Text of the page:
Jane Austen, Emma: Vol. 1, Ch. 7

[+] | [-] | reset
 

"Miss Woodhouse, as you will not give me your opinion, I must do as well as I can by myself; and I have now quite determined, and really almost made up my mind—to refuse Mr. Martin. Do you think I am right?"

"Perfectly, perfectly right, my dearest Harriet; you are doing just what you ought. While you were at all in suspense I kept my feelings to myself, but now that you are so completely decided I have no hesitation in approving. Dear Harriet, I give myself joy of this. It would have grieved me to lose your acquaintance,d which must have been the consequence of your marrying Mr. Martin. While you were in the smallest degree wavering, I said nothing about it, because I would not influence; but it would have been the loss of a friend to me. I could not have visitedh Mrs. Robert Martin, of Abbey-Mill Farm. Now I am secure of you for ever."

Harriet had not surmised her own danger, but the idea of it struck her forcibly.

"You could not have visited me!" she cried, looking aghast. "No, to be sure you could not; but I never thought of that before. That would have been too dreadful!—What an escape!—Dear Miss Woodhouse, I would not give up the pleasure and honour of being intimate with you for any thing in the world."

"Indeed, Harriet, it would have been a severe pang to lose you; but it must have been. You would have thrown yourself out of all good society. I must have given you up."

"Dear me!—How should I ever have borne it! It would have killed me never to come to Hartfield any more!"

"Dear affectionate creature!—You banished to Abbey-Mill Farm!—You confined to the society of the illiterate and vulgar all your life! I wonder how the young man could have the assurance to ask it. He must have a pretty good opinion of himself."

"I do not think he is conceited either, in general," said Harriet, her conscience opposing such censure; "at least, he is very good natured, and I shall always feel much obliged to him, and have a great regard for—but that is quite a different thing from—and you know, though he may like me, it does not follow that I should—and certainly I must confess that since my visiting here I have seen people—and if one comes to compare them, person and manners, there is no comparison at all, one is so very handsome and agreeable. However, I do really think Mr. Martin a very amiable young man, and have a great opinion of him; and his being so much attached to me—and his writing such a letter—but as to leaving you, it is what I would not do upon any consideration."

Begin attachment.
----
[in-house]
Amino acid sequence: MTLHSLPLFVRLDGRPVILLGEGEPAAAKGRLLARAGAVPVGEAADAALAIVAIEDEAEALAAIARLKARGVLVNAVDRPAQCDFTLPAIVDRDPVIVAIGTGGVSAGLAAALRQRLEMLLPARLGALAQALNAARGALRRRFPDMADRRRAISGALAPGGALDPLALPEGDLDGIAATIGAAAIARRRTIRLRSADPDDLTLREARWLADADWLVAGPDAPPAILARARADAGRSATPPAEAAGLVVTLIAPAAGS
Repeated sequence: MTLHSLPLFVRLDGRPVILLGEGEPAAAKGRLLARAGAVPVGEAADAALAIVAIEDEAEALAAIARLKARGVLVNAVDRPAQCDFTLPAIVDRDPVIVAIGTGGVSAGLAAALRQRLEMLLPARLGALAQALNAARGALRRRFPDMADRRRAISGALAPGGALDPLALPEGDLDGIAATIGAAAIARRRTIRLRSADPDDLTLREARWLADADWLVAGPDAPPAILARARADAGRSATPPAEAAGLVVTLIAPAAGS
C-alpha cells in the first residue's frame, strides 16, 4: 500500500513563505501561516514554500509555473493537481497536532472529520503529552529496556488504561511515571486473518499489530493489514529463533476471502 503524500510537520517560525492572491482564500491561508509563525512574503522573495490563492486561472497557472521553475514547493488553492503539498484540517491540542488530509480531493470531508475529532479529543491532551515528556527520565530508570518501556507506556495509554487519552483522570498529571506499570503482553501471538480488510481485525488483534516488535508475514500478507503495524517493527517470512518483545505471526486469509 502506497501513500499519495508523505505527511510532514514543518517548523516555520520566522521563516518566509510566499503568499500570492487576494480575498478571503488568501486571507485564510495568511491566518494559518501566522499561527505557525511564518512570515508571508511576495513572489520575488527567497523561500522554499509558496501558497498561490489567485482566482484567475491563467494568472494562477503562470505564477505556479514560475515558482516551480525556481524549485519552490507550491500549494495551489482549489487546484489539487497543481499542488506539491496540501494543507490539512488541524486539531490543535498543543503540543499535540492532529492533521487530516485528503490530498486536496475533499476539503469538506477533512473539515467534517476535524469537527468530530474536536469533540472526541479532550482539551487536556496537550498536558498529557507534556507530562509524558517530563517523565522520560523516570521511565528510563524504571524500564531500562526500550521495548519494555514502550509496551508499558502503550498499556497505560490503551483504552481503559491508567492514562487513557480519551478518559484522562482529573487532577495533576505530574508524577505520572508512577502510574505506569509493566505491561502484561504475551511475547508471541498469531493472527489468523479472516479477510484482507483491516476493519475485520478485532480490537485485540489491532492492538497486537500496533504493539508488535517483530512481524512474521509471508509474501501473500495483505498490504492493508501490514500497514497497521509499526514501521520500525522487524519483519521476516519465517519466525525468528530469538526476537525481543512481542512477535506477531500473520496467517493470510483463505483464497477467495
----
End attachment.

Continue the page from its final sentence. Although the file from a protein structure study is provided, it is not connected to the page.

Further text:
"Thank you, thank you, my own sweet little friend. We will not be parted. A woman is not to marry a man merely because she is asked, or because he is attached to her, and can write a tolerable letter."

"Oh no;—and it is but a short letter too."d

Emma felt the bad taste of her friend, but let it pass with a "very true; and it would be a small consolation to her, for the clownish manner which might be offending her every hour of the day, to know that her husband could write a good letter."

"Oh! yes, very. Nobody cares for a letter; the thing is, to be always happy with pleasant companions. I am quite determined to refuse him. But how shall I do? What shall I say?"

X [d] to lose your acquaintance,

Emma will permit Harriet only to marry someone Emma will visit. Her selfishness and arrogance are limitless, it seems. If Harriet married Martin, Emma says summarily, "I must have given you up."

Given the patriarchy, a wife enters the class her husband occupies. 

X [h] could not have visited

Class

Emma could make a philanthropic or charity call on someone far beneath her in station, but a social call would, she believes, compromise her.

Yet the relations among the elite gentry with the lesser gentry, farmers, professional people, and prosperous tradespeople were far more fluid than Emma's attitudes suggest. Her father is on familiar terms, beyond professional service, with t…

(read more)

X [d] short letter too."

Writing & Reading

Harriet grades Martin's letter by the pound, resulting in Emma's reluctant acknowledgement of the "bad taste of her friend." Taste in Austen is not entirely a matter of final judgment—that in any case is disputable— as of the premises and the means by which a person arrives and can defend a judgment.